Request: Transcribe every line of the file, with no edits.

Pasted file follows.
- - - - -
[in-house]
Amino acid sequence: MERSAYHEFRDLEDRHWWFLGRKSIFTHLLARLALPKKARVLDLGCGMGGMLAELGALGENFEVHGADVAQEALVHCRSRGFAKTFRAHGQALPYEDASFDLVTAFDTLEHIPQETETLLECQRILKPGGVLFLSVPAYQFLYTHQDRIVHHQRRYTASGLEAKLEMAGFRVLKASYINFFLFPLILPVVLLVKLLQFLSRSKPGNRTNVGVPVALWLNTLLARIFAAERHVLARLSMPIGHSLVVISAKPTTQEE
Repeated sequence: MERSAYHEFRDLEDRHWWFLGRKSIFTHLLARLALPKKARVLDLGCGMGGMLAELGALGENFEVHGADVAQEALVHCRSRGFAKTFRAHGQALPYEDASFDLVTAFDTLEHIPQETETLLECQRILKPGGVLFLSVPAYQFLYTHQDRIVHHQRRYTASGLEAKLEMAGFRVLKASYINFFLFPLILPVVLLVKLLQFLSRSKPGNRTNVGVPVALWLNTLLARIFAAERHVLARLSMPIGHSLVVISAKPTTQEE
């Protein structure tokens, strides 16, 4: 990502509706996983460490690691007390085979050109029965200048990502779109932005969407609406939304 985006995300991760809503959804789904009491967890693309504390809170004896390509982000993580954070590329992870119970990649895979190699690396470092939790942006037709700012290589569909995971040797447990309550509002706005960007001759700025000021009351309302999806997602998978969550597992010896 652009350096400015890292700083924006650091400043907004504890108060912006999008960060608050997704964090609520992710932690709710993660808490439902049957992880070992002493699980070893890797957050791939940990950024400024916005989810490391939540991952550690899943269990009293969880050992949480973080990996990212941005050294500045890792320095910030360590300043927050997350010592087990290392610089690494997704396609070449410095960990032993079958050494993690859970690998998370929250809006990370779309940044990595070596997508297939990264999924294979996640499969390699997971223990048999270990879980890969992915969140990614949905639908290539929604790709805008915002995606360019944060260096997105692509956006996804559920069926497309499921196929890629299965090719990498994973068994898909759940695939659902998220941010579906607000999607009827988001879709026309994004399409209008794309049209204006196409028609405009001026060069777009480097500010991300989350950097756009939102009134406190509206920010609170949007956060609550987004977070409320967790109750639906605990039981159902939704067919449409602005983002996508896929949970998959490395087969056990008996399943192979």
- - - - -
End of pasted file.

[in-house]
Amino acid sequence: MERSAYHEFRDLEDRHWWFLGRKSIFTHLLARLALPKKARVLDLGCGMGGMLAELGALGENFEVHGADVAQEALVHCRSRGFAKTFRAHGQALPYEDASFDLVTAFDTLEHIPQETETLLECQRILKPGGVLFLSVPAYQFLYTHQDRIVHHQRRYTASGLEAKLEMAGFRVLKASYINFFLFPLILPVVLLVKLLQFLSRSKPGNRTNVGVPVALWLNTLLARIFAAERHVLARLSMPIGHSLVVISAKPTTQEE
Repeated sequence: MERSAYHEFRDLEDRHWWFLGRKSIFTHLLARLALPKKARVLDLGCGMGGMLAELGALGENFEVHGADVAQEALVHCRSRGFAKTFRAHGQALPYEDASFDLVTAFDTLEHIPQETETLLECQRILKPGGVLFLSVPAYQFLYTHQDRIVHHQRRYTASGLEAKLEMAGFRVLKASYINFFLFPLILPVVLLVKLLQFLSRSKPGNRTNVGVPVALWLNTLLARIFAAERHVLARLSMPIGHSLVVISAKPTTQEE
């Protein structure tokens, strides 16, 4: 990502509706996983460490690691007390085979050109029965200048990502779109932005969407609406939304 985006995300991760809503959804789904009491967890693309504390809170004896390509982000993580954070590329992870119970990649895979190699690396470092939790942006037709700012290589569909995971040797447990309550509002706005960007001759700025000021009351309302999806997602998978969550597992010896 652009350096400015890292700083924006650091400043907004504890108060912006999008960060608050997704964090609520992710932690709710993660808490439902049957992880070992002493699980070893890797957050791939940990950024400024916005989810490391939540991952550690899943269990009293969880050992949480973080990996990212941005050294500045890792320095910030360590300043927050997350010592087990290392610089690494997704396609070449410095960990032993079958050494993690859970690998998370929250809006990370779309940044990595070596997508297939990264999924294979996640499969390699997971223990048999270990879980890969992915969140990614949905639908290539929604790709805008915002995606360019944060260096997105692509956006996804559920069926497309499921196929890629299965090719990498994973068994898909759940695939659902998220941010579906607000999607009827988001879709026309994004399409209008794309049209204006196409028609405009001026060069777009480097500010991300989350950097756009939102009134406190509206920010609170949007956060609550987004977070409320967790109750639906605990039981159902939704067919449409602005983002996508896929949970998959490395087969056990008996399943192979």